Would you throw bouquets for bullies?
Would you offer accolades for abusers?
Would you give kudos to the cruel?
It is a preposterous notion. None of us in our right minds would advocate or practice giving our applause or support to people who harm others. We are, by nature, good-hearted people. We are peace-loving. We are decent, law-abiding citizens.
Yet many of us are stuck in neutral. When times of moral crisis arise, we sit on the sidelines, or perhaps post some comments on social media. We talk about the events in Ferguson, or the grand jury verdict in New York, discussing the merits, causes or consequences of each side of the story. We read about millions of people around the globe who are victimized by sex-trafficking. We see the marginalization of billions of people who have inadequate water supply.
We sit on the sidelines, but we don’t take sides.
Sure, I may not be directly guilty of harming others by racism, or through bullying, or with the abuse of power. But as Dr. Martin Luther King Jr. stated, “Injustice anywhere, is a threat to justice anywhere.”
Or as Elie Wiesel stated:
“I swore never to be silent whenever and wherever human beings endure suffering and humiliation. We must always take sides. Neutrality helps the oppressor, never the victim. Silence encourages the tormentor, never the tormented.”
Perhaps, John F. Kennedy’s words are the most alarming on the topic of our neutrality:
“The hottest places in hell are reserved for those who, in times of great moral crisis, maintain their neutrality.”
My silence doesn’t help the victims, it only benefits those who abuse their power.
This thought sickens me.
Throwing bouquets of my silence to the bullies. Offering accolades of my ignorance to the abusers. Giving kudos of my inaction to those who are cruel.
So I need to bust out of my own neutral.
I’m not entirely sure what that means. I acknowledge that many instances require a need to get the facts before I jump on bandwagons, or brandish my opinions. In King’s “Letter From a Birmingham Jail”, he promotes the importance of going beyond superficial analysis, and grappling with the causes. I also acknowledge that I am merely one person, with limited influence, and I have roles and responsibilities to my family and my students.
But I can take some simple steps.
Busting Out of Neutral:
1. Prayer for My Eyes & Ears to be Open.
Sadly, I must admit that my own self-absorption sometimes prohibits and desensitizes me from being aware of the injustices that occur around me.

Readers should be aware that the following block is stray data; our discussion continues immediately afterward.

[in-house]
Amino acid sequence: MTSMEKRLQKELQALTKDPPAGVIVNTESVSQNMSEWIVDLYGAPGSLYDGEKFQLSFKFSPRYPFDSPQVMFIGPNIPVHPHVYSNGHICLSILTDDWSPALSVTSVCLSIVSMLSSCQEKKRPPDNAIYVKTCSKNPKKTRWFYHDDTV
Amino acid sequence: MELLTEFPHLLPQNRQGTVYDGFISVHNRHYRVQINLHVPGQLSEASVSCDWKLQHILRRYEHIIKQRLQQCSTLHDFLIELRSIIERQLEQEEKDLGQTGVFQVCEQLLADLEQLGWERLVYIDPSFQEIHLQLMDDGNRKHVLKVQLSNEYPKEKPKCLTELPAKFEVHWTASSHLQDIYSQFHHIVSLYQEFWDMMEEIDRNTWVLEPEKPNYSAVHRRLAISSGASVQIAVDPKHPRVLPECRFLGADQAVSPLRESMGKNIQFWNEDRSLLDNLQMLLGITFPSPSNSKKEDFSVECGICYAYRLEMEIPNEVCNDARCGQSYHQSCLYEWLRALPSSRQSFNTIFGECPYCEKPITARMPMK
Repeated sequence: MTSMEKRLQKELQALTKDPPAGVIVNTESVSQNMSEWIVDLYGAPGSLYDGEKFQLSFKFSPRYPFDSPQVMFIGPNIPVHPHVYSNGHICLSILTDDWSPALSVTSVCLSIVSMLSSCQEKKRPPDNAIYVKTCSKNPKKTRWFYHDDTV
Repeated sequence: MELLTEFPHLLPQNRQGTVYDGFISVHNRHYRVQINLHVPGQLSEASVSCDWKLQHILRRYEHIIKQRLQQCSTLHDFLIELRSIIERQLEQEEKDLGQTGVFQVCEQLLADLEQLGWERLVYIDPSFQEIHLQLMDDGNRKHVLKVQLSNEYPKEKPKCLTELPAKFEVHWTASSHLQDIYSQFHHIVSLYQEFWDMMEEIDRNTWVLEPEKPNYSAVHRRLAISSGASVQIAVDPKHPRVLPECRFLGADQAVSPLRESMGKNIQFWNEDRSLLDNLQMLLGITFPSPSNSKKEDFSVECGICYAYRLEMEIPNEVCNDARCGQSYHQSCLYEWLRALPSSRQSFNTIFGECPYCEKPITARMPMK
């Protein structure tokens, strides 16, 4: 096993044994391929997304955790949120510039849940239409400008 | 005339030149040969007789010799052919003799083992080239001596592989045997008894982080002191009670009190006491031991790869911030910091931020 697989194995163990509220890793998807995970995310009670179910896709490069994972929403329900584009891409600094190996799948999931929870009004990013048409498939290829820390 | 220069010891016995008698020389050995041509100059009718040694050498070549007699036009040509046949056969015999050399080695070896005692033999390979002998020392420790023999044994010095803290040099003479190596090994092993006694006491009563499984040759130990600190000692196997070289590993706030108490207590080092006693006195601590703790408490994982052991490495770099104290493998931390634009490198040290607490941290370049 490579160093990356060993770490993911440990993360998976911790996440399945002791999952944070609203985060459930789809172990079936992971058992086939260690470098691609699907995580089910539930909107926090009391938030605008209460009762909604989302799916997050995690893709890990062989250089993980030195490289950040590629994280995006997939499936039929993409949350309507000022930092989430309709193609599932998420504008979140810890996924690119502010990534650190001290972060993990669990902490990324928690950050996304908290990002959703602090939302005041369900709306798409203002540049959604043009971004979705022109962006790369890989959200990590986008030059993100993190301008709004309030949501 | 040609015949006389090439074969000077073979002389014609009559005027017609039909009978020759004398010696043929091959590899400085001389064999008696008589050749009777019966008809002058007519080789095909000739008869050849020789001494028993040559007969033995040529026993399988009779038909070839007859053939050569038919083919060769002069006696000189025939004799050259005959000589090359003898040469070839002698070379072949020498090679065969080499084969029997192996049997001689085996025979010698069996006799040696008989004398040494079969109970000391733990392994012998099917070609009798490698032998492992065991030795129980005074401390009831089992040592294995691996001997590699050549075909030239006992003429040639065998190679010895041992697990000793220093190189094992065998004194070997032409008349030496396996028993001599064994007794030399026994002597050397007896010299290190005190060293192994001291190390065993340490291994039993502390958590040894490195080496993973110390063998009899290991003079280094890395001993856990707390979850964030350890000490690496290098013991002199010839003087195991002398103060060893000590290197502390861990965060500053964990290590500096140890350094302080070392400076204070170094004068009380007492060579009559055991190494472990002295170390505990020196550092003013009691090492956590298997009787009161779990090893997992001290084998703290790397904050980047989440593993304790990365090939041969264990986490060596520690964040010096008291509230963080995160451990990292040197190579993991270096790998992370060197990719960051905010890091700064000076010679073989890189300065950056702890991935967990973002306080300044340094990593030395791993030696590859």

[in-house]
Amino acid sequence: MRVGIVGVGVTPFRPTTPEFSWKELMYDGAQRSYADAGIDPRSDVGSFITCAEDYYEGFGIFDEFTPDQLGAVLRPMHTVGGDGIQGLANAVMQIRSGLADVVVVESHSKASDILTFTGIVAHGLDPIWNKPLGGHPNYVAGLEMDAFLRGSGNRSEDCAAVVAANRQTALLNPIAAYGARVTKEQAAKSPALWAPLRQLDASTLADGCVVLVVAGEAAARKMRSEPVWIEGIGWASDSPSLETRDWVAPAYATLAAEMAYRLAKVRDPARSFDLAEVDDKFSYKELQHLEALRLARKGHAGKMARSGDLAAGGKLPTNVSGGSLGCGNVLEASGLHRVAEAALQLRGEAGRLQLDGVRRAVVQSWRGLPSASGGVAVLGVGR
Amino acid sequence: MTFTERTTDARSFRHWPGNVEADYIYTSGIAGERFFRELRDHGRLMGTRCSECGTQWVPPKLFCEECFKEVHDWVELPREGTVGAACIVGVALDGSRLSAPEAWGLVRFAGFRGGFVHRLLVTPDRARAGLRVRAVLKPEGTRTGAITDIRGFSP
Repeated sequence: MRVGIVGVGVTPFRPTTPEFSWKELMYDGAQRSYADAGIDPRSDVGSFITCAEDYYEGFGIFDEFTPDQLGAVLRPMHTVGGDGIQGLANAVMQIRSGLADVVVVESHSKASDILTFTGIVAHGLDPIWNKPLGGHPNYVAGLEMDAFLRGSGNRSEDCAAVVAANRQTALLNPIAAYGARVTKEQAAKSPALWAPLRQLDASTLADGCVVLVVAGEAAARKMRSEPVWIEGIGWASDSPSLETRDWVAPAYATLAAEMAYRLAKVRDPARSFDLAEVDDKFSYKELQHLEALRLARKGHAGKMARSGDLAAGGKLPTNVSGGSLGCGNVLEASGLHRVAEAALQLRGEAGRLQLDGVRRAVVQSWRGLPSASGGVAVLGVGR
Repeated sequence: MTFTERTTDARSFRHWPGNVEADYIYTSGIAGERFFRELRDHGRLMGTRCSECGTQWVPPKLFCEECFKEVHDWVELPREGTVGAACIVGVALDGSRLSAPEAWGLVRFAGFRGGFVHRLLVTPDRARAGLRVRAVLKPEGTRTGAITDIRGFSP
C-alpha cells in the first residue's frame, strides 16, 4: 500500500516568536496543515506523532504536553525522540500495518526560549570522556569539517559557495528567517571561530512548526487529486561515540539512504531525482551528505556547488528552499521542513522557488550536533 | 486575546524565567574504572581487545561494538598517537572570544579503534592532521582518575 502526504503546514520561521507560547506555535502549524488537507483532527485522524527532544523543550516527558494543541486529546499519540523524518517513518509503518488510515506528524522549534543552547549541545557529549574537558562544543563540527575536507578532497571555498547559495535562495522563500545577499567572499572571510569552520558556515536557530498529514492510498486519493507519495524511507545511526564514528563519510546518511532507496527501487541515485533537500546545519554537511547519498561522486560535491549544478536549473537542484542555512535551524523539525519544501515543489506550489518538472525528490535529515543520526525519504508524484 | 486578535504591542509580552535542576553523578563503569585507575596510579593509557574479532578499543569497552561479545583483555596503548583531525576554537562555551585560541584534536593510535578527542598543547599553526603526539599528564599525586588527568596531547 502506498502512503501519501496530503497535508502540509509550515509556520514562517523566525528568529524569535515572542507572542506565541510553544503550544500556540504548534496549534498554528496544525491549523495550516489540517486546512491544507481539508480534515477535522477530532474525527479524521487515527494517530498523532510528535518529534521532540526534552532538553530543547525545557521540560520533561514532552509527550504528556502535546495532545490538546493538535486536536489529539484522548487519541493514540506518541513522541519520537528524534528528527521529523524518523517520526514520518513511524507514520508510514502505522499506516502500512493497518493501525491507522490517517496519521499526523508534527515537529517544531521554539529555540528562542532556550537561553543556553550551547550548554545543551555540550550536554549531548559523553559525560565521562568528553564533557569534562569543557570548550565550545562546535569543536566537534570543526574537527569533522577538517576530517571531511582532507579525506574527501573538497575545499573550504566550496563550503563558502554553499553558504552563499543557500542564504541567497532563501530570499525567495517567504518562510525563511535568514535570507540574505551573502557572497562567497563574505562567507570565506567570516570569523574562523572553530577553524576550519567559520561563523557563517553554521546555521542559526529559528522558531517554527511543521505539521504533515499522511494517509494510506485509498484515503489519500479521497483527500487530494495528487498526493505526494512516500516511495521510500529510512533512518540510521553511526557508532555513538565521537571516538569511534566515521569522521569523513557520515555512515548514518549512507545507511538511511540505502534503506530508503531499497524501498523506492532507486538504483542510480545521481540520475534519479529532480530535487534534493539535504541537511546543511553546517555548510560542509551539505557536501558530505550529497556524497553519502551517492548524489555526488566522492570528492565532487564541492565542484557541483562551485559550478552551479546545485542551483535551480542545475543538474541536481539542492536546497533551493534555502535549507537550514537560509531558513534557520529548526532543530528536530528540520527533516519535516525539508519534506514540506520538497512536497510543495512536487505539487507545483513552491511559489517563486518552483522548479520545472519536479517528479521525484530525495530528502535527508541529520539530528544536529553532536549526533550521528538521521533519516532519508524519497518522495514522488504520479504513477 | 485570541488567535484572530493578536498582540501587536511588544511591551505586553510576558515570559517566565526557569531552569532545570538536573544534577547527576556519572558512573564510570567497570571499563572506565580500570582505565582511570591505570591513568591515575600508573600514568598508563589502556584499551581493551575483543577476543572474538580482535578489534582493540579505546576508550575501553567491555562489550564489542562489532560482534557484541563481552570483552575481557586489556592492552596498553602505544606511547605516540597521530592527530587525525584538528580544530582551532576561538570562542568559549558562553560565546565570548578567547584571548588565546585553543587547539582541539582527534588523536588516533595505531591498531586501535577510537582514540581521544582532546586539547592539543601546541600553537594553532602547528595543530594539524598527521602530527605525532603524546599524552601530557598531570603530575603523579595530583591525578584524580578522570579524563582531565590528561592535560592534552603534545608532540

I will look at the relationships circles that I inhabit. I will consider the products I buy and the companies I indirectly endorse through my purchases.
3. Stand Up / Speak Out.
I can stand up for the marginalized. I can rally resources to assist in worthy causes. I can speak out when I hear people being put down, disrespected, or disenfranchised. Every life matters.
4. Proactive Kindness.
I can proactively make the world a better place by practicing kindness. It doesn’t take much to bring a smile, or to let somebody know that they matter. Whether it is in word or deed, I can take a moment to make someone’s day.
More excerpts form Dr. King’s “Letter From a Birmingham Jail”:
You may well ask: “Why direct action? Why sit ins, marches and so forth? Isn’t negotiation a better path?” You are quite right in calling for negotiation. Indeed, this is the very purpose of direct action. Nonviolent direct action seeks to create such a crisis and foster such a tension that a community which has constantly refused to negotiate is forced to confront the issue. It seeks so to dramatize the issue that it can no longer be ignored. My citing the creation of tension as part of the work of the nonviolent resister may sound rather shocking. But I must confess that I am not afraid of the word “tension.” I have earnestly opposed violent tension, but there is a type of constructive, nonviolent tension which is necessary for growth. Just as Socrates felt that it was necessary to create a tension in the mind so that individuals could rise from the bondage of myths and half truths to the unfettered realm of creative analysis and objective appraisal, so must we see the need for nonviolent gadflies to create the kind of tension in society that will help men rise from the dark depths of prejudice and racism to the majestic heights of understanding and brotherhood. The purpose of our direct action program is to create a situation so crisis packed that it will inevitably open the door to negotiation. I therefore concur with you in your call for negotiation. Too long has our beloved Southland been bogged down in a tragic effort to live in monologue rather than dialogue.